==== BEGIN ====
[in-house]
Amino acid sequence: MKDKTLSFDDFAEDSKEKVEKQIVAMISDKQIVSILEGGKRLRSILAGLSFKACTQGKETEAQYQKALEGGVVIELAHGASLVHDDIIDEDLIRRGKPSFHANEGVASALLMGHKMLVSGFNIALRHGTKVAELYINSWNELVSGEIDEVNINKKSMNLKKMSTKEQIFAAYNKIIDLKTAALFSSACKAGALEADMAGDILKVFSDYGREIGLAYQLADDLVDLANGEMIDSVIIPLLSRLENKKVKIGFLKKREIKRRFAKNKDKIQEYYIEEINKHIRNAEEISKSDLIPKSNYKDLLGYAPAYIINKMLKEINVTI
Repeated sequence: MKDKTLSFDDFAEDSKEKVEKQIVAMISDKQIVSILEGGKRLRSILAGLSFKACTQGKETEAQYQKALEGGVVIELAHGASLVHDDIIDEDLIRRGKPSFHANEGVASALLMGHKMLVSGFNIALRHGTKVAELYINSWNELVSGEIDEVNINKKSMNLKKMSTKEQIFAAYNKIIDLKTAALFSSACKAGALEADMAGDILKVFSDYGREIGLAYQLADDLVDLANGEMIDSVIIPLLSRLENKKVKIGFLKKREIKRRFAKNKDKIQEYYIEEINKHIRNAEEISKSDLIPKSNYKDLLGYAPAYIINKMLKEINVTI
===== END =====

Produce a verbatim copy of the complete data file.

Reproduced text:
[in-house]
Amino acid sequence: MKDKTLSFDDFAEDSKEKVEKQIVAMISDKQIVSILEGGKRLRSILAGLSFKACTQGKETEAQYQKALEGGVVIELAHGASLVHDDIIDEDLIRRGKPSFHANEGVASALLMGHKMLVSGFNIALRHGTKVAELYINSWNELVSGEIDEVNINKKSMNLKKMSTKEQIFAAYNKIIDLKTAALFSSACKAGALEADMAGDILKVFSDYGREIGLAYQLADDLVDLANGEMIDSVIIPLLSRLENKKVKIGFLKKREIKRRFAKNKDKIQEYYIEEINKHIRNAEEISKSDLIPKSNYKDLLGYAPAYIINKMLKEINVTI
Repeated sequence: MKDKTLSFDDFAEDSKEKVEKQIVAMISDKQIVSILEGGKRLRSILAGLSFKACTQGKETEAQYQKALEGGVVIELAHGASLVHDDIIDEDLIRRGKPSFHANEGVASALLMGHKMLVSGFNIALRHGTKVAELYINSWNELVSGEIDEVNINKKSMNLKKMSTKEQIFAAYNKIIDLKTAALFSSACKAGALEADMAGDILKVFSDYGREIGLAYQLADDLVDLANGEMIDSVIIPLLSRLENKKVKIGFLKKREIKRRFAKNKDKIQEYYIEEINKHIRNAEEISKSDLIPKSNYKDLLGYAPAYIINKMLKEINVTI